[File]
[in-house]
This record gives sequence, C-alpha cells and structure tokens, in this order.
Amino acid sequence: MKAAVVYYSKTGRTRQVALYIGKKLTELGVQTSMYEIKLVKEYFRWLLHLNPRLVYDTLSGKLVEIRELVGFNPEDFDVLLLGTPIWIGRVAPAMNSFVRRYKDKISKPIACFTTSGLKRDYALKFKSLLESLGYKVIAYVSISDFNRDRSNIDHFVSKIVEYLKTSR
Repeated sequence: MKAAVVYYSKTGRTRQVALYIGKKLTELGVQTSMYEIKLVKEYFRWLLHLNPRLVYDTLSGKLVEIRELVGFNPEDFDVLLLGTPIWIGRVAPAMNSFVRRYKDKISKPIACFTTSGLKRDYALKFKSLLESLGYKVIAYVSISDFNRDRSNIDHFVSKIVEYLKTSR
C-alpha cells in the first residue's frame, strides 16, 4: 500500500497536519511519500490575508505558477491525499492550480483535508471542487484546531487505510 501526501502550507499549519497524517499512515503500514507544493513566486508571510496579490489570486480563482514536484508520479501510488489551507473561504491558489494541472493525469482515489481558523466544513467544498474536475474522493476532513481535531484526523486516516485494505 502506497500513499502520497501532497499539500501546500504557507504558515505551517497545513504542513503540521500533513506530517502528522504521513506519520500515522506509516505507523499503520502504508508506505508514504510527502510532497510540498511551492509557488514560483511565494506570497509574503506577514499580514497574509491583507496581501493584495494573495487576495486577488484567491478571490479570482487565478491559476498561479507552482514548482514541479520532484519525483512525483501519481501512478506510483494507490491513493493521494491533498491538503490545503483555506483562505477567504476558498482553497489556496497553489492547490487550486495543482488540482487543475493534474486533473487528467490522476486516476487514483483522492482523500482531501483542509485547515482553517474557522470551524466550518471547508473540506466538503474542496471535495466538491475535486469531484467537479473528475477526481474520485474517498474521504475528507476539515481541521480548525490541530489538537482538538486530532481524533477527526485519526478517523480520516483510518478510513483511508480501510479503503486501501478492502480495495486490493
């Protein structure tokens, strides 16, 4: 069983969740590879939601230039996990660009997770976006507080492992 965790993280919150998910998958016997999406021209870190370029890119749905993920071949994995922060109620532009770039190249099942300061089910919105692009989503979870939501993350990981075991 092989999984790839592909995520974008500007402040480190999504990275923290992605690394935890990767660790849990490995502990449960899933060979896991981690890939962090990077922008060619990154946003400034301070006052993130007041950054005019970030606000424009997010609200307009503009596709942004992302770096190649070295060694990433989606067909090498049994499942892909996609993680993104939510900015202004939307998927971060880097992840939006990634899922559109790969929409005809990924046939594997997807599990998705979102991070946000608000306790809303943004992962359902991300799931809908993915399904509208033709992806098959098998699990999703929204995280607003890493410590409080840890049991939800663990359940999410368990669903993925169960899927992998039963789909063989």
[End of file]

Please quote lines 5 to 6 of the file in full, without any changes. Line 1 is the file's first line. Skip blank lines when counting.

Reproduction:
C-alpha cells in the first residue's frame, strides 16, 4: 500500500497536519511519500490575508505558477491525499492550480483535508471542487484546531487505510 501526501502550507499549519497524517499512515503500514507544493513566486508571510496579490489570486480563482514536484508520479501510488489551507473561504491558489494541472493525469482515489481558523466544513467544498474536475474522493476532513481535531484526523486516516485494505 502506497500513499502520497501532497499539500501546500504557507504558515505551517497545513504542513503540521500533513506530517502528522504521513506519520500515522506509516505507523499503520502504508508506505508514504510527502510532497510540498511551492509557488514560483511565494506570497509574503506577514499580514497574509491583507496581501493584495494573495487576495486577488484567491478571490479570482487565478491559476498561479507552482514548482514541479520532484519525483512525483501519481501512478506510483494507490491513493493521494491533498491538503490545503483555506483562505477567504476558498482553497489556496497553489492547490487550486495543482488540482487543475493534474486533473487528467490522476486516476487514483483522492482523500482531501483542509485547515482553517474557522470551524466550518471547508473540506466538503474542496471535495466538491475535486469531484467537479473528475477526481474520485474517498474521504475528507476539515481541521480548525490541530489538537482538538486530532481524533477527526485519526478517523480520516483510518478510513483511508480501510479503503486501501478492502480495495486490493
């Protein structure tokens, strides 16, 4: 069983969740590879939601230039996990660009997770976006507080492992 965790993280919150998910998958016997999406021209870190370029890119749905993920071949994995922060109620532009770039190249099942300061089910919105692009989503979870939501993350990981075991 092989999984790839592909995520974008500007402040480190999504990275923290992605690394935890990767660790849990490995502990449960899933060979896991981690890939962090990077922008060619990154946003400034301070006052993130007041950054005019970030606000424009997010609200307009503009596709942004992302770096190649070295060694990433989606067909090498049994499942892909996609993680993104939510900015202004939307998927971060880097992840939006990634899922559109790969929409005809990924046939594997997807599990998705979102991070946000608000306790809303943004992962359902991300799931809908993915399904509208033709992806098959098998699990999703929204995280607003890493410590409080840890049991939800663990359940999410368990669903993925169960899927992998039963789909063989």